Thursday, March 5, 2015

Feather Soft, Gritty Bumps with a Pencil??

NEW WORKS FROM THE STUDIO OF ART BY WENDY

Texture can create so much interest in a piece of Art
It's one of the reasons Original Art is so special!

In thick oil or acrylics the brush or palette knife is a natural tool

But . . .

Creating Texture with a pencil is a different process.

On the Watch - 13 x 16 - Graphite
Drawing a picture like "On the Watch" requires a lot of planning as you can imagine.  In that planning process I always think about texture.  I really like my birds and animals to have that feather soft look.  I often hear comments on my dogs and cats like,  "the fur looks so soft, you could pet it".  I want my birds to have that same feeling,  their feathers need to have that smooth, sleek look as they fold around the body.

At the same time I do not want the sand and trees to be smooth and even though the rocks are smooth I do not want them as smooth as the eagle's feather.  So decisions are made early on as how things will be treated.

My process in drawing is two part.  I draw and fill in areas with a soft pencil.  I use Rising Museum Board to draw on which has a 'bit of a tooth' or bumpy surface.  Using my soft pencils, I glide over the tooth dropping graphite in between.  This leaves little white flecks which gives the area a gritty look.  In the sand which I want a light value, I use harder leads, like a B, F or 2H.  But with the rocks and trees I use softer leads, 4B, 6B even an 8B.  This gives me darks but still leaves the gritty texture.

On the Watch - Detail
The soft smooth texture on my eagle is created differently.  Here I am flattening the tooth of the paper to get that smooth look.  For this I use a blender or tortillion.  To achieve the darks it takes many layers as each time I blend I am also picking up graphite.  Above in the close up of my eagle, you can see the gritty texture of the rocks and sand while the feathers have a soft, smooth texture.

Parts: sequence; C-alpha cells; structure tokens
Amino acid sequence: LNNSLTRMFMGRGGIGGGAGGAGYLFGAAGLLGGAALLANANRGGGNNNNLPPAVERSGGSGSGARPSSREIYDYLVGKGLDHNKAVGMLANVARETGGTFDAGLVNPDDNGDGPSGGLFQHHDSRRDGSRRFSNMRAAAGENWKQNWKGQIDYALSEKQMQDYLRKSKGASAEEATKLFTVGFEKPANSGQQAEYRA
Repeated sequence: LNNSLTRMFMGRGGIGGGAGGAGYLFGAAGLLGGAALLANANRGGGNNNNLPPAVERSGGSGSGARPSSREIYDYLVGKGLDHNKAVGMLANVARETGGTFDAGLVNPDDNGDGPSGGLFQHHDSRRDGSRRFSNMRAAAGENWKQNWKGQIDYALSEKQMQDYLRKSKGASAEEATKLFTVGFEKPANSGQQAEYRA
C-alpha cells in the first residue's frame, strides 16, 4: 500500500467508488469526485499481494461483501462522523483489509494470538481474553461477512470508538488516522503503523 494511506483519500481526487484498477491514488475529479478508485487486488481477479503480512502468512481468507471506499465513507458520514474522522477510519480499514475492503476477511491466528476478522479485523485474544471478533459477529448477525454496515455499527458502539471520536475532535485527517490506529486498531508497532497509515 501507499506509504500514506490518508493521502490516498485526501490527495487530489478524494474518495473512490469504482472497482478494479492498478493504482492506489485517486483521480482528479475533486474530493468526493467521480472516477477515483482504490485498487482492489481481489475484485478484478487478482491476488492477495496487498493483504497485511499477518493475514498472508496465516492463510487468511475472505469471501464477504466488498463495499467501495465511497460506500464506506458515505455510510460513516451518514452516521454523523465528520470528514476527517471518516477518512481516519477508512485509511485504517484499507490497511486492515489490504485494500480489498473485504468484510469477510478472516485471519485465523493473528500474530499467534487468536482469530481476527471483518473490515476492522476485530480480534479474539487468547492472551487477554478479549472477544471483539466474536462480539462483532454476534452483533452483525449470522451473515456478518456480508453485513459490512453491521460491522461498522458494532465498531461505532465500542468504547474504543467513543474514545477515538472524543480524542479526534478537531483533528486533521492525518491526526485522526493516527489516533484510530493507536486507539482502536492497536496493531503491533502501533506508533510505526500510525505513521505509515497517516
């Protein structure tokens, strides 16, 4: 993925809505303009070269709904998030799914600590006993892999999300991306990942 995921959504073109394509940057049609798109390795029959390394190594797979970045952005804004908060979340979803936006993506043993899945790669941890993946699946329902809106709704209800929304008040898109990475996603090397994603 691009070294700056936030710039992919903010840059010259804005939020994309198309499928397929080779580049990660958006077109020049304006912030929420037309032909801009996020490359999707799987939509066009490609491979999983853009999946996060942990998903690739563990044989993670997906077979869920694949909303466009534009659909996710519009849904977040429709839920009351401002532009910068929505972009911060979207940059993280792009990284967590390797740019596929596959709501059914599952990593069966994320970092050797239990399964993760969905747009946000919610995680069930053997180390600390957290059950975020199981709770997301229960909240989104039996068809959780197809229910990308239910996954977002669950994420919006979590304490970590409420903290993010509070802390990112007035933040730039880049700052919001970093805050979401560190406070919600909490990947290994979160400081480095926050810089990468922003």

Blenders/Tortillions - wads of rolled paper, I like several different sizes

My picture "On the Watch" was inspired by salmon runs that happen here each fall.  The spawning salmon are moving up the Fraser River dying on their journey and after they spawn.  At the peak of the run the shores of the river are lined with dead fish and the smell . . .    Well let's just say it is something else!

The Bald Eagles gather for this Salmon Feast, it is one of their major migratory stops in the late fall.  You can hear them screeching as they announce their find and declare their ownership.  This eagle has just found a dead salmon washed up on the shore and is about to feast on it.  But he has to keep sharp watch as at any time others may come and challenge him for a piece.
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Have a great day,
Wendy 

2 comments:

Brenda Hill CDM said...

The textures say it all Wendy! a very nice graphite piece

Wendy Mould AFCA said...

So true, the more texture you can work into the work the better. It really adds something when you are working only with values.